They have an outdoor smoker which they use to smoke pork and chicken for pulled meat sandwiches. They also offer smoked wings and on Monday and Saturday they sell smoked burgers. After lunch we had a nice talk with one of the owners; a charming and enthusiastic woman with some good ideas. She told us the back story on the smoked burgers. A few weeks ago there was an Indy Burger week. Several eating places offered burgers at a special price to celebrate the ground meat sandwich in Indianapolis. The Tavern went from selling 15 burgers per day to 157 per day and they just couldn’t keep up. So they fired up the smoker and started grilling burgers on it. Evidently they were so well received that they reserved two days for the special burgers.
The menu is small but succinct. One of the first things I noticed on the app menu was Mozzarella sticks. House made Mozzarella sticks for $8.50
These were fantastic. Worth a return trip just for them. Wonderfully crisp on the outside and cheesy gooey on the inside. Everything you would want in fried cheese. Also the portion of Marinara ( house made as well) was spot on. So many joints insist on doling out the dipping sauce as a 2 ounce portion which is just enough for one stick. Here they give you enough for the entire order.
I opted for a lettuce wrap platter with pulled pork.
As you can see you get a pile of pig and several Romaine leaves to roll it in with a bit of pickle slices and chopped onion to add. The pork had a nice flavor but didn’t have a lot of smoke . The lettuce was a nice change of pace from bread and it also provided a nice crunch. I think I would have cut more of the core from the Romaine leaves; the bottom two were smaller than the rest. It was still a tasty and filling lunch.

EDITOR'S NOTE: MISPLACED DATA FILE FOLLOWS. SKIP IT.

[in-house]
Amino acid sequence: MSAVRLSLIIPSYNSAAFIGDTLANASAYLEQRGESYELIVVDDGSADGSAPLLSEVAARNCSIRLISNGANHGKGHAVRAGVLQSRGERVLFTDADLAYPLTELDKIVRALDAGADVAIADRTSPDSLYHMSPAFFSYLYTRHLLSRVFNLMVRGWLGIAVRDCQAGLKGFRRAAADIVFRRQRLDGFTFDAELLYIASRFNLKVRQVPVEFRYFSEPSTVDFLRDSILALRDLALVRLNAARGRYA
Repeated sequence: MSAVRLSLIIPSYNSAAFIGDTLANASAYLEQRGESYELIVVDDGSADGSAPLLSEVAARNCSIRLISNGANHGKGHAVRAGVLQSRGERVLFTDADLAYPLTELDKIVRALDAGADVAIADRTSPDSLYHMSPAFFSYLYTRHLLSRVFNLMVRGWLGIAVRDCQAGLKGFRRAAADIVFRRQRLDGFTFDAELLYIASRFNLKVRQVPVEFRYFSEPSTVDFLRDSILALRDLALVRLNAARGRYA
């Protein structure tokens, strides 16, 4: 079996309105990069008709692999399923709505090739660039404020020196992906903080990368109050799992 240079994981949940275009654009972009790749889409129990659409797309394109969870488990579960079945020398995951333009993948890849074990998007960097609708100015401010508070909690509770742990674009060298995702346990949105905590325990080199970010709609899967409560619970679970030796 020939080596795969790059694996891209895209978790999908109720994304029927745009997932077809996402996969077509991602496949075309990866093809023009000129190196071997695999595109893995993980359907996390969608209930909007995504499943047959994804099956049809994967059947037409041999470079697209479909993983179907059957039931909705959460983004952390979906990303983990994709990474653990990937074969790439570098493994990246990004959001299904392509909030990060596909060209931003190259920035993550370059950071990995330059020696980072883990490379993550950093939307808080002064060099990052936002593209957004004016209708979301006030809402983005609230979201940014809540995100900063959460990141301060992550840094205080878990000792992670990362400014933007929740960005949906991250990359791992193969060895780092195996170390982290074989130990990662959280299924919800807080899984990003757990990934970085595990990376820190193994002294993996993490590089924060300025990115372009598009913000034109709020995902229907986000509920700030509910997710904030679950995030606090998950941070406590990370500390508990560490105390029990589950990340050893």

Since Wednesday’s special was $1.50 smoked wings I had to try a couple. They use the full wing not those “Party Wings” that most joints use.
These were the real deal. A meaty wing with a health dose of smoke I couldn’t finish them all, had to take one home for later.
We had a very nice lunch without breaking the bank. Our main plates were $9 each and the craft beers were on special for 4 bucks. I got a PBR Tall boy for $2.25. Sometimes I just can’t resist old school beer. Even if it isn’t too good. When I go back for some more wings I am asking for some hot sauce. My left over was delicious with a few splashes of Crystal Hot sauce. So all in all I think this new joint is a welcome addition to the long list of taverns and bars in the area. I wish them luck.
We heard about this place when we had lunch at Jimbo’s, which is about a quarter-mile away. They don’t have a very big electronic foot print but I was able to find out enough to make me decide it was worth the drive. It is a basic BBQ joint with a basic menu. In addition to the usual pig and chicken they also sell fried fish.
Pat and I decided to share a full slab of ribs. A slab comes with 2 sides. Pat opted for greens while I decided on mac and cheese. Since we ate the same thing I only took 2 pictures. Unfortunately I screwed one up, so I can only show the one.
The pile of bones was huge. So big that we were able to eat our fill and have some left to take home.